This is a special time for me. I will get up early to watch the sun rise over Mt Hood, which lies east of our own little mountain. The place I go to is a small, high, open set of hay fields bordered by fir trees. This spot lies just off our maintain road, on a ridge line near the summit. It has a clear view both east and west, and down into the valleys below us. It's a spot I have visited many times. Few people know of it and fewer visit it, except for those of us who live nearby. Day Trippers will sometimes find it, and pull over to enjoy the view, as will local drivers of small trucks who use our mountain pass or hard bodied cyclists out on training runs but I usually have this spot all to myself. Most times these people respect the place, but sometimes not, and I never leave there without picking up any litter I find. It's a deal I have with the place. I protect this little bit of paradise, and I am gifted in turn with hawk and blue jay feathers and the odd, discarded snake skin. I leave nothing behind and take nothing away that grows there. Sometimes I go up there to see the moon rise at night, and I might meet amateur astronomers, pleasant folks who come to our mountain with their large telescopes to do some star gazing well away from city lights. They often offer to let me look and treat me to sights of colored stars and spiral nebula. Since I always travel with a pack of food, I offer them baked goods, in turn. We don't talk very much, these folks and I, it's enough to share chocolate squares and awe.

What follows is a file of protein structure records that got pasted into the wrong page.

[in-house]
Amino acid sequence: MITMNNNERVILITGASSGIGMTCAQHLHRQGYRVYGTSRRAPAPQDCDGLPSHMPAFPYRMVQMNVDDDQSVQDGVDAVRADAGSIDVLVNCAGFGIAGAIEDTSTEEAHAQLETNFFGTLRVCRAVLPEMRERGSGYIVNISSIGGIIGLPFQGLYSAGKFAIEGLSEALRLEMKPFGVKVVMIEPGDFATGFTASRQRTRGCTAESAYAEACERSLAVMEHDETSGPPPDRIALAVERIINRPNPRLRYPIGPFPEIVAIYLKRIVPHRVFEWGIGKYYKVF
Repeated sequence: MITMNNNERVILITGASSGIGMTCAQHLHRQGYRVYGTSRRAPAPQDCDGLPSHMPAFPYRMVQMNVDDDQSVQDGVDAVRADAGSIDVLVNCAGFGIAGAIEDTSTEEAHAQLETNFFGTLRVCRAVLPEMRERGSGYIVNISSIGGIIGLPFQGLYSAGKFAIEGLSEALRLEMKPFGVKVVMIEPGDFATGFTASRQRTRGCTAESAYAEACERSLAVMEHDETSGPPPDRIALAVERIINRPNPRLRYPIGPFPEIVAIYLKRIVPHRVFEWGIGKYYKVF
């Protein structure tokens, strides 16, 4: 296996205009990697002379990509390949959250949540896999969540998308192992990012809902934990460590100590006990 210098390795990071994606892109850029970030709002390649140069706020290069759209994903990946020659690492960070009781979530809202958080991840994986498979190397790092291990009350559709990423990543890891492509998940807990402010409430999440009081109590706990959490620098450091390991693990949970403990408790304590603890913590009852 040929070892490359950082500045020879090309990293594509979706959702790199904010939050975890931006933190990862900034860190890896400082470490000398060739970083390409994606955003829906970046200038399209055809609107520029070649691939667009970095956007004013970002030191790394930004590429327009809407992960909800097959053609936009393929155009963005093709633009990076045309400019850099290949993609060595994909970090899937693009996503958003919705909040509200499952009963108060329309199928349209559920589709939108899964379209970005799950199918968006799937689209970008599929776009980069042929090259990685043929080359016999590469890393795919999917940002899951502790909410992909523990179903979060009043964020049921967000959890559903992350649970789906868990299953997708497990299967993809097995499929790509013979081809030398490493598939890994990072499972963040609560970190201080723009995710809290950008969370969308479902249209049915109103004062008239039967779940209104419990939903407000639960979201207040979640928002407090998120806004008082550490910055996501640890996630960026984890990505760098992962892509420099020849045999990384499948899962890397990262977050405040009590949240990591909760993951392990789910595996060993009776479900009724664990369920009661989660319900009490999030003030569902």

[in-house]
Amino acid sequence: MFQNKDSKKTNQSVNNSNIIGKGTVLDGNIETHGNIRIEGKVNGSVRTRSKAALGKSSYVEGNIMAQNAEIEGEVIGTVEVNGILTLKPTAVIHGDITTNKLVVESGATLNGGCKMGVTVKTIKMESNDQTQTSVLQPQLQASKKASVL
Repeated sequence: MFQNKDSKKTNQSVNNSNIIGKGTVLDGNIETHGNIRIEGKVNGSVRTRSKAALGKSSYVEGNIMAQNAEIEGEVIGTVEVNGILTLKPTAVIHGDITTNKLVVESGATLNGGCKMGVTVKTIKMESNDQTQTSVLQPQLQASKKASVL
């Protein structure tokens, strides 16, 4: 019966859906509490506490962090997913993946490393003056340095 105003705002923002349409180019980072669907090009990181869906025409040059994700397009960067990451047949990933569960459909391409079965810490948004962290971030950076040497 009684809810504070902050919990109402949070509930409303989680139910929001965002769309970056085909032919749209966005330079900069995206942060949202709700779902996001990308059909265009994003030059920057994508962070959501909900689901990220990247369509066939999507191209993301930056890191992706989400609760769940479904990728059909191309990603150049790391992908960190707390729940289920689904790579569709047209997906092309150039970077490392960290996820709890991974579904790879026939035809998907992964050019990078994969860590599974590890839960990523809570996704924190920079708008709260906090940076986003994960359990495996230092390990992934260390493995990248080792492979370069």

Sometimes I go to see the sunset and sometimes I go at dawn. This place and I have come to know each other's moods, the way loved ones will. It will be cold up there tomorrow, just before sunrise, and I hope it will be clear. Most days now are glorious and you can see for miles. But fog or no, I'll go up just the same.

I would like to take this time to wish a Happy Fall Equinox and Blessed Mabon to all here.

Go well, stay well,


Painting: Apple Harvest by David Lawton. Prints are available at Foxhall Gallery

1 comment:

Hecate said...

Do you know David McCord's poem:


"This is my rock,
And here I run
To steal the secret of the sun;

"This is my rock,
And here come I
Before the night has swept the sky;

"This is my rock,
This is the place
I meet the evening face to face."